The Ulster University Economic Policy Centre (UUEPC) believes that although much of the current economic data is reasonably positive, the overall outlook remains cautious.
Locally the employment rate is at a record high as the economy continues to create jobs, and real wages are starting to rise after an extended period of stagnation. However, broader global concerns and geo-political tensions create an environment of greater uncertainty which is likely to result in lower economic growth over the medium term.
Gareth Hetherington, Director of the Ulster University Economic Policy Centre speaking at the Centre’s Summer 2019 publication event said: “It seems, economically, that we are in a permanent state of anticipation. Both locally and internationally, we have spent the last few years waiting for something to happen.
“We have been waiting for the return of Stormont, the Brexit deal to be agreed, productivity growth to finally pick up, an outcome to the US-Chinese trade dispute, the list goes on. These factors all create uncertainty, which is the enemy of business investment, and act as a brake on economic growth.
“This is a shame because there are economic good news stories to be shared. The local economy has now created over 78k jobs since 2012, across many sectors, with momentum in growth being maintained.”
The UK fiscal position continues to improve. In 2018/19 VAT receipts were up by 5%, Corporation Tax receipts were up by over 6% and income tax and capital gains tax up by 8%. As a result, the fiscal deficit is down to almost 1% of GDP, compared to 10% in the height of the financial crisis.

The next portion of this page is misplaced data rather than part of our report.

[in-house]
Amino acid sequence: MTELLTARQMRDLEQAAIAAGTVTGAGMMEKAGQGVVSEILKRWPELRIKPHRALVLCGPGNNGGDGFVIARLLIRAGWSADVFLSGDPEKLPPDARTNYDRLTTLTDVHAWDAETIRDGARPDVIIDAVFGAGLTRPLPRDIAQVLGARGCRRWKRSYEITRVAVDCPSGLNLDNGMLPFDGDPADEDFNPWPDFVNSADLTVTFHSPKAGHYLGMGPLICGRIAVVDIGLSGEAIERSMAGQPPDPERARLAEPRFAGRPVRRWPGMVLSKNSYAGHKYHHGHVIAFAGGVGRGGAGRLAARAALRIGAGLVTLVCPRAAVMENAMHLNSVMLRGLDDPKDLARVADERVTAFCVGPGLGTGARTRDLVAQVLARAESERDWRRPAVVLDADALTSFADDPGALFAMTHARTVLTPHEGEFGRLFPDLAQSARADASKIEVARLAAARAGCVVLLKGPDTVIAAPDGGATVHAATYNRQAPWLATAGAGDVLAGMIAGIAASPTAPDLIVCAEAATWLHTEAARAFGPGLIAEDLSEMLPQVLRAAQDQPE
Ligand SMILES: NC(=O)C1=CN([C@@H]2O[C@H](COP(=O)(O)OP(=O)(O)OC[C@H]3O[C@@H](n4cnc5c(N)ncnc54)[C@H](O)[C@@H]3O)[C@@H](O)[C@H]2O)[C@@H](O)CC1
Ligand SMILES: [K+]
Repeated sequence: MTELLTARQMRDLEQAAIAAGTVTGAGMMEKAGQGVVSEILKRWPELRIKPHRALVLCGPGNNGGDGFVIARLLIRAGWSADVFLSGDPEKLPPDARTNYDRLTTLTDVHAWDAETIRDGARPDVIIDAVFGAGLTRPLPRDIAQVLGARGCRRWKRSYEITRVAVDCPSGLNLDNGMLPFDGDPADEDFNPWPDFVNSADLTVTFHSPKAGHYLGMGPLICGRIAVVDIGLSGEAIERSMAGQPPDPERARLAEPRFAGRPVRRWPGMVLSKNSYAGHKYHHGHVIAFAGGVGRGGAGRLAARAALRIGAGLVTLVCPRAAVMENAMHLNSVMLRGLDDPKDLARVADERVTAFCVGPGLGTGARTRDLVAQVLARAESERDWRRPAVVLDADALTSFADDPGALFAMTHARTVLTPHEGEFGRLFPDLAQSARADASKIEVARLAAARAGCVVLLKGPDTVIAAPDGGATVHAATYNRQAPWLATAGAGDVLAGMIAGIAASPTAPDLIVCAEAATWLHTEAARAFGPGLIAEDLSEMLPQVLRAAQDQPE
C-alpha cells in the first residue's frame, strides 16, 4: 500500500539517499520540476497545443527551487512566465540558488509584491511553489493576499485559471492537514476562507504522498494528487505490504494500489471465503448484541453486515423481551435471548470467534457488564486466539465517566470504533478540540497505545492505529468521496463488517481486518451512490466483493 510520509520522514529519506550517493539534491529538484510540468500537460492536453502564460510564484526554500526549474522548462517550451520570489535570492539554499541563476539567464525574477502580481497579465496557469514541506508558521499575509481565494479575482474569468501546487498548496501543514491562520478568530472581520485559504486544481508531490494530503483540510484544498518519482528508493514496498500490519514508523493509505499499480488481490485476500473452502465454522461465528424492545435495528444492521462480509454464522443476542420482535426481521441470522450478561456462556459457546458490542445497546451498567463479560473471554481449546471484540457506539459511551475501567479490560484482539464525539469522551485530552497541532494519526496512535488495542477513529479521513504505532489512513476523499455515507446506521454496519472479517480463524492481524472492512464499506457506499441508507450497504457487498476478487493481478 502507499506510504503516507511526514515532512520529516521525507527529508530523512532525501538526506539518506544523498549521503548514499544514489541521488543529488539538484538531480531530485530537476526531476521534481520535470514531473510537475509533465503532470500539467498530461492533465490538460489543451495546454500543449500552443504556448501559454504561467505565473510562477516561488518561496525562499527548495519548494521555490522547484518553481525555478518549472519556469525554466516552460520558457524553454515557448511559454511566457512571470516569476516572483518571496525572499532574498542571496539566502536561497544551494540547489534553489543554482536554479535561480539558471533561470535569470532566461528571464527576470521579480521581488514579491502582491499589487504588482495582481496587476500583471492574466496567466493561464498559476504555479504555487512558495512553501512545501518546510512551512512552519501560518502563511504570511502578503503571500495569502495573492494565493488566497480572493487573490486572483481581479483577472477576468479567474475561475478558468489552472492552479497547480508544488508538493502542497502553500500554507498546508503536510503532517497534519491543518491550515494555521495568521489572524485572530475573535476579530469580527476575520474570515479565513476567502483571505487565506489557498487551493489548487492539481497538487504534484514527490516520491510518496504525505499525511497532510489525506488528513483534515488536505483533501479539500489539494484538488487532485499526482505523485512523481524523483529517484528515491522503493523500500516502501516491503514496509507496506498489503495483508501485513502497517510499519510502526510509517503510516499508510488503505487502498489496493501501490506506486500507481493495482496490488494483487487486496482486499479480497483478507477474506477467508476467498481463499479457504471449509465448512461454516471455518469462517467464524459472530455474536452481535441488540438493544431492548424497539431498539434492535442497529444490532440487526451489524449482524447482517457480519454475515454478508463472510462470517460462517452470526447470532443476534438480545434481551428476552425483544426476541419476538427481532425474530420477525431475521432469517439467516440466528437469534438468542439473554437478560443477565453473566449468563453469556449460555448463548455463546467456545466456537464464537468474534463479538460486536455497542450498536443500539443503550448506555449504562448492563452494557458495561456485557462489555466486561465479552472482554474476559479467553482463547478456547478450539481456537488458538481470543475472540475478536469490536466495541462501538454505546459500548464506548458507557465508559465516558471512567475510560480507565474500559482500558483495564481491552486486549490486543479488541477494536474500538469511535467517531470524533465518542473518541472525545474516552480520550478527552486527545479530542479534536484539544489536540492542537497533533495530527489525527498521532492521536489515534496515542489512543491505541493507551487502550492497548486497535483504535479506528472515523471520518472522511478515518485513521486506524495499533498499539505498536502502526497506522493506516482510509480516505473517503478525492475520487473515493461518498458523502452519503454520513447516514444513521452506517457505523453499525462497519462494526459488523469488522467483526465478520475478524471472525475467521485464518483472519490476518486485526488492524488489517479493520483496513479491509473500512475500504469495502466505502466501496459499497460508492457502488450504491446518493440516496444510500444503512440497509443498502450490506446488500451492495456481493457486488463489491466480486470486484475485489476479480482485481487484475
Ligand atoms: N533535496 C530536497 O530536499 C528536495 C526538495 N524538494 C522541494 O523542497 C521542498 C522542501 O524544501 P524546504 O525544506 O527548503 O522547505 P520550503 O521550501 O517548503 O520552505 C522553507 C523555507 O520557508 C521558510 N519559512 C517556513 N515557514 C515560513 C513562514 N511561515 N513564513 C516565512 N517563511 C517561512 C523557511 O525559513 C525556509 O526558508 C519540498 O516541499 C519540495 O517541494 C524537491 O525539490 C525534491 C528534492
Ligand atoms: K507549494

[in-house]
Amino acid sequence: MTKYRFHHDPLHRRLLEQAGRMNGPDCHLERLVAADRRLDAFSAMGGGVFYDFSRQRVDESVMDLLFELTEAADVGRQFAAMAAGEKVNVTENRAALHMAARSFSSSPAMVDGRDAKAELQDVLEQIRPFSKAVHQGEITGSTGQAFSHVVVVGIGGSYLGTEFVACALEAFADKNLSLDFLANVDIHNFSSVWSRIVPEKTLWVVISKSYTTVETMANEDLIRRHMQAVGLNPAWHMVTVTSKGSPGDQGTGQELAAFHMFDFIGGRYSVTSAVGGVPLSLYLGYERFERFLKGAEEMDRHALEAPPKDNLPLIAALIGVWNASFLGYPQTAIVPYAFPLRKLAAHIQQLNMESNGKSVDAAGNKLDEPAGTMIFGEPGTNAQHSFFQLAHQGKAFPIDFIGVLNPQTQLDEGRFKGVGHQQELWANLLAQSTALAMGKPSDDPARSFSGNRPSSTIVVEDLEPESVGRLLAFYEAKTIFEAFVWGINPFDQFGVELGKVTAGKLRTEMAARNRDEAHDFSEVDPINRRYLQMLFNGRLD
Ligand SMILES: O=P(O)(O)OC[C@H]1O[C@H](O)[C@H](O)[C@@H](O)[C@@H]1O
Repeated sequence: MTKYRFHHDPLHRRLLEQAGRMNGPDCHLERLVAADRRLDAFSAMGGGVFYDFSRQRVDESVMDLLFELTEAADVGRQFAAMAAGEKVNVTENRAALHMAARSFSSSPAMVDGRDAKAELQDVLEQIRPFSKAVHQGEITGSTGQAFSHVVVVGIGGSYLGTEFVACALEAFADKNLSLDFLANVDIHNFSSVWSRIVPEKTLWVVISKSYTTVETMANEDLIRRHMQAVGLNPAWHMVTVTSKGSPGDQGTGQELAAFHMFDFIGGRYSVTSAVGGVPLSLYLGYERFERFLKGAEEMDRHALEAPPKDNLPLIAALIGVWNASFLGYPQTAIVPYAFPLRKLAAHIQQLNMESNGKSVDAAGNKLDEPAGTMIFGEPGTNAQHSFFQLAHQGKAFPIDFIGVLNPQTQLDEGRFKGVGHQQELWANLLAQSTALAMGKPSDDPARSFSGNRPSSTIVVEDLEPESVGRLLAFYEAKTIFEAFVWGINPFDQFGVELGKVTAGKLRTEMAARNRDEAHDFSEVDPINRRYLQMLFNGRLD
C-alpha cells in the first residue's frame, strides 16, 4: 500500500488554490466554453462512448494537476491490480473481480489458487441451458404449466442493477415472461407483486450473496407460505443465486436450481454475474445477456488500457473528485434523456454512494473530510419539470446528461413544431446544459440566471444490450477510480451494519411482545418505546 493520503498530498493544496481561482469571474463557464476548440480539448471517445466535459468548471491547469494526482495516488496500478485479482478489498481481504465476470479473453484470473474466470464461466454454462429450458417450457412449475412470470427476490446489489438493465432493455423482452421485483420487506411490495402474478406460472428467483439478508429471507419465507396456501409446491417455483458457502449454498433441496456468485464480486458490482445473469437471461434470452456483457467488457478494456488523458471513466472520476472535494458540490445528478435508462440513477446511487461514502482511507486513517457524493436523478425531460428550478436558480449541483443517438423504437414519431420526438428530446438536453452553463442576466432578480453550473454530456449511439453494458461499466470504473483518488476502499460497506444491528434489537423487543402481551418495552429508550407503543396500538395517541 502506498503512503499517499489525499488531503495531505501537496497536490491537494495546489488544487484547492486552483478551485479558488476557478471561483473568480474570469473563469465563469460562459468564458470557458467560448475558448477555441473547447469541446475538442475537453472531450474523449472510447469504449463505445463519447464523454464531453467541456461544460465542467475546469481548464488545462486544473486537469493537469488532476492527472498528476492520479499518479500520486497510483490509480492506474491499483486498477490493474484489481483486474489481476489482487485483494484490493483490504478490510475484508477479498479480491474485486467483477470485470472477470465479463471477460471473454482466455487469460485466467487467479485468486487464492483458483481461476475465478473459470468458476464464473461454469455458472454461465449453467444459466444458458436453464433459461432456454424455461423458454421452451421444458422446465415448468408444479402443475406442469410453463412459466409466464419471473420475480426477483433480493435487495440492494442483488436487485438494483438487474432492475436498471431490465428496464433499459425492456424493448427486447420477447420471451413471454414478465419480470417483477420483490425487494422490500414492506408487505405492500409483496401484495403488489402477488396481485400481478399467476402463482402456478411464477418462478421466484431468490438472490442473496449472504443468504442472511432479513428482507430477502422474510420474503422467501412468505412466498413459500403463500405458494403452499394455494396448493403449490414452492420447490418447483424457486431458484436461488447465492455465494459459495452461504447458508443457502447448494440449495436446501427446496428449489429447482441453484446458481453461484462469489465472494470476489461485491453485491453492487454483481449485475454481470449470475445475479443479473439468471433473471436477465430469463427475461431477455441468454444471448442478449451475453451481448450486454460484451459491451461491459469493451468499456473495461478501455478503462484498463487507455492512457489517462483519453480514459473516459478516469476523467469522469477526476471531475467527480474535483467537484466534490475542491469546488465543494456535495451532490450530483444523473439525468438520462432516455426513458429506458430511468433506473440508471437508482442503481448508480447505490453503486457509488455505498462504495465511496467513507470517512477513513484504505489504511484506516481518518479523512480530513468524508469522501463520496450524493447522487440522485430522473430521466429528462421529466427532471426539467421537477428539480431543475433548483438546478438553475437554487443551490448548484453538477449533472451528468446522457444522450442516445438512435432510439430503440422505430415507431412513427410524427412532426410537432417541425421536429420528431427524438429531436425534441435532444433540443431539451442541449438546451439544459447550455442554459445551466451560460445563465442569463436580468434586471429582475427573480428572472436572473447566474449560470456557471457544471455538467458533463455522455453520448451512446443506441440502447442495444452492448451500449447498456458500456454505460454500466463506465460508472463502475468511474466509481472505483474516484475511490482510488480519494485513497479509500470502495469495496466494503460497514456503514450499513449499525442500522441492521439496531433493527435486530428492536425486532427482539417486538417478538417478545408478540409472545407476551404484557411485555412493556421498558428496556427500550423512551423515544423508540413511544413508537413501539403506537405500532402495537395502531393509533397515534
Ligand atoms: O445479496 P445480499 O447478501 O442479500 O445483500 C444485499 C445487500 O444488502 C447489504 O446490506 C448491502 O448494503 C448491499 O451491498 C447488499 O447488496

Gareth Hetherington said: “Tax revenues are often overlooked because they have limited predictive powers, but they are an excellent barometer of recent economic performance. Although still in deficit after an extended period of downward pressure on Government spending, the current fiscal position has given the Chancellor of the Exchequer some headroom to raise spending. In the coming months, we could see increased political pressure on the next Prime Minister to open the spending taps, even marginally, and this would have a follow-on impact in Northern Ireland.”
Has the labour market become more flexible or less secure?
The decade following the 2008 financial crisis has been characterised by the growth in less secure types of employment. In particular part-time working which has increased by 16% and the use of temporary contracts which has seen an increase of 29% in the last 10 years. Given this changing labour market structure, the UUEPC have undertaken research to understand if people are choosing a more flexible working environment or are increasingly having to accept less secure employment.
Discussing the research Gareth Hetherington said: “The significant increase in part-time working and use of temporary contracts over the last 10 years has been seen as a cause for concern by some, but our research would suggest that in the majority of cases, this is as a result of choice. Only 1 in 8 people working part-time are doing so because they could not find a full-time job.
Importantly however, those with lower skills and men in general are more likely to be dissatisfied working either part-time or in temporary employment.”